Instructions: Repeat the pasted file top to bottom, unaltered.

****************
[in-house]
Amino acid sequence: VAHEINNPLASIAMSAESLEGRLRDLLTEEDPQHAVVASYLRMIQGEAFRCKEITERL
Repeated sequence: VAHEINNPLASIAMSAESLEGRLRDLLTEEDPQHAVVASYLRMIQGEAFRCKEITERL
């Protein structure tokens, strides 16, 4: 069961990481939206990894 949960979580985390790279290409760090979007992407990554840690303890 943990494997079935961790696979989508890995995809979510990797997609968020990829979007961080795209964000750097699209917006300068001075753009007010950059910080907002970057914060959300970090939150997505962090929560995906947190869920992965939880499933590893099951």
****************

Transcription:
[in-house]
Amino acid sequence: VAHEINNPLASIAMSAESLEGRLRDLLTEEDPQHAVVASYLRMIQGEAFRCKEITERL
Repeated sequence: VAHEINNPLASIAMSAESLEGRLRDLLTEEDPQHAVVASYLRMIQGEAFRCKEITERL
């Protein structure tokens, strides 16, 4: 069961990481939206990894 949960979580985390790279290409760090979007992407990554840690303890 943990494997079935961790696979989508890995995809979510990797997609968020990829979007961080795209964000750097699209917006300068001075753009007010950059910080907002970057914060959300970090939150997505962090929560995906947190869920992965939880499933590893099951």